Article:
'Lips in the Hills' brings us back to the exciting rocker ability of BOC and it was the first song to really grab my attention. Eric Bloom is back on vocals again. This is hard rock BOC! Nothing complex or overly simple, just guitar rock energy and fury with a one of the band's typical suspense story tales.

'Unknown Tongue' concludes the album. It's hard rock with piano and yet another almost horror suspense style story piece about what sounds like a slightly twisted young lady. There's a bit of pretty but horror movie- type piano. A good track though less involved than the first two.

While this is not my favourite Blue Oyster Cult album, it does typify what a BOC album sounds like: essentially a rock band with hard rock and heavy rock up front and occasional meanderings into traditional heavy metal and progressive trim where suitable. What is to be admired and liked is the band's ability to produce exciting and at times very interesting songs about aliens, ghosts, science fiction and the super natural. It's almost as if the members know not to take themselves seriously about their taking their work seriously, if that makes any sense. There's a tongue in cheek quality to the genuine sincerity they put into their entertainment. For that, I like them. But I wish this album had a few more memorable tracks for my taste.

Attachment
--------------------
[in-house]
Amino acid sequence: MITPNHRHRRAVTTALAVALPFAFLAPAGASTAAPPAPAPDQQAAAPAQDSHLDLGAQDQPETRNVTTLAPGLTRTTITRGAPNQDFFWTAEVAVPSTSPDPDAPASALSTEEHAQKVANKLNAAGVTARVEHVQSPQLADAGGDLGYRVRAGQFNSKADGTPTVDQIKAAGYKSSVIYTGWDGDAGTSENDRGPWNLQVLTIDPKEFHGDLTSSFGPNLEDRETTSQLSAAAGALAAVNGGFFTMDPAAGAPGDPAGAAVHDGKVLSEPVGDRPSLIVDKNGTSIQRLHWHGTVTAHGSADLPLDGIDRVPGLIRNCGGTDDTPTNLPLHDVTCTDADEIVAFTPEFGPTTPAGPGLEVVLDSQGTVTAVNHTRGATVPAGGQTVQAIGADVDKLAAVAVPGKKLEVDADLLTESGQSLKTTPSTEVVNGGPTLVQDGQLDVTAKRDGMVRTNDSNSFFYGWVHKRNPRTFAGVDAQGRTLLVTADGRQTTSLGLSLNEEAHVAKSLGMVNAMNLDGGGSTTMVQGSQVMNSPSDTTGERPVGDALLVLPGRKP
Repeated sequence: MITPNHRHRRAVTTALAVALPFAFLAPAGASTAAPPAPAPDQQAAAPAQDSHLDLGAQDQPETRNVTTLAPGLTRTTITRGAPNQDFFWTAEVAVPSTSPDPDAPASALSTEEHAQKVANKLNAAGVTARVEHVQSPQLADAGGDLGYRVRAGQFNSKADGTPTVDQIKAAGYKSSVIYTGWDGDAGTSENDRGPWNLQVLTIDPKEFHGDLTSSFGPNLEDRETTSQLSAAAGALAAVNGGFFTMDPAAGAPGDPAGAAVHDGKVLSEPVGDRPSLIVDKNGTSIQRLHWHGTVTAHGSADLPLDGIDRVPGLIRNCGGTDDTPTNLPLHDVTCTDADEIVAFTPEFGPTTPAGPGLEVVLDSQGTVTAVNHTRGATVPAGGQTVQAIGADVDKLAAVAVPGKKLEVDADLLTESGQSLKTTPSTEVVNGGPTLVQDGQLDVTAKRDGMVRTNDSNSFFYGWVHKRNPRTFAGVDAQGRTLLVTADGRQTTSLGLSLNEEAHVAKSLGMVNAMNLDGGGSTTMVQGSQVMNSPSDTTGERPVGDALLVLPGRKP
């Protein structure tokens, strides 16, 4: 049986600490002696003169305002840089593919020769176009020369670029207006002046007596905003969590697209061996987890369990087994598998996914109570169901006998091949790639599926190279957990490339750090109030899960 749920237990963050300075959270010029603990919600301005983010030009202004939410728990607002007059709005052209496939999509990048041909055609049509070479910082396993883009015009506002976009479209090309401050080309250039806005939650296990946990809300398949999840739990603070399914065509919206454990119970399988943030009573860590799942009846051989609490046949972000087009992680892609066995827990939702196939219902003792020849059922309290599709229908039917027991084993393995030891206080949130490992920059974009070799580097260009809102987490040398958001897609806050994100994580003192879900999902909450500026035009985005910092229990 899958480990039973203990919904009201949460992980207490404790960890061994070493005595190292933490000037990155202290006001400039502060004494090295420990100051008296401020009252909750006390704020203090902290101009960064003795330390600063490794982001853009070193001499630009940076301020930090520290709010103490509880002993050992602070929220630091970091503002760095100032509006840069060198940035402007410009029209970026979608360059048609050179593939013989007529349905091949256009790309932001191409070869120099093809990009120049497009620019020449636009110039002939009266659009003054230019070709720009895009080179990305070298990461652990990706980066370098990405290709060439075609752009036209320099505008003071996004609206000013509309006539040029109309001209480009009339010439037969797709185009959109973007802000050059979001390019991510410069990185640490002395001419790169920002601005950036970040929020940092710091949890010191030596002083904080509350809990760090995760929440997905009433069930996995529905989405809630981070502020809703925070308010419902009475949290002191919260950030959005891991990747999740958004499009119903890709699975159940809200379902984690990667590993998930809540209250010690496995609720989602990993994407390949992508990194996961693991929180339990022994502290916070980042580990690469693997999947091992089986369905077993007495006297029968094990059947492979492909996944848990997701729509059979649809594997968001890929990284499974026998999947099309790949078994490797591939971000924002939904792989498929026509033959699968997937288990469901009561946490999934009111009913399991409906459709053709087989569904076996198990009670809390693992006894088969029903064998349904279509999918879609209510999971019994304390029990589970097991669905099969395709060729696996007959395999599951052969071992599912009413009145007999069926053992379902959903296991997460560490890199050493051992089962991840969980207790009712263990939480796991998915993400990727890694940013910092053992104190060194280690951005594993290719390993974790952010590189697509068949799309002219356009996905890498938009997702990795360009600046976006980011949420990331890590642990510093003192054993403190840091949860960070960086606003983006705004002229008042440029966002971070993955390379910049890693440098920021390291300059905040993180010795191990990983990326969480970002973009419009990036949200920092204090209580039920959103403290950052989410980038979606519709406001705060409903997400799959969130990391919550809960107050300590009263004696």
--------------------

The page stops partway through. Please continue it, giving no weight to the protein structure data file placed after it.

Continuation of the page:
Review by TCat
SPECIAL COLLABORATOR Honorary Collaborator / Retired Admin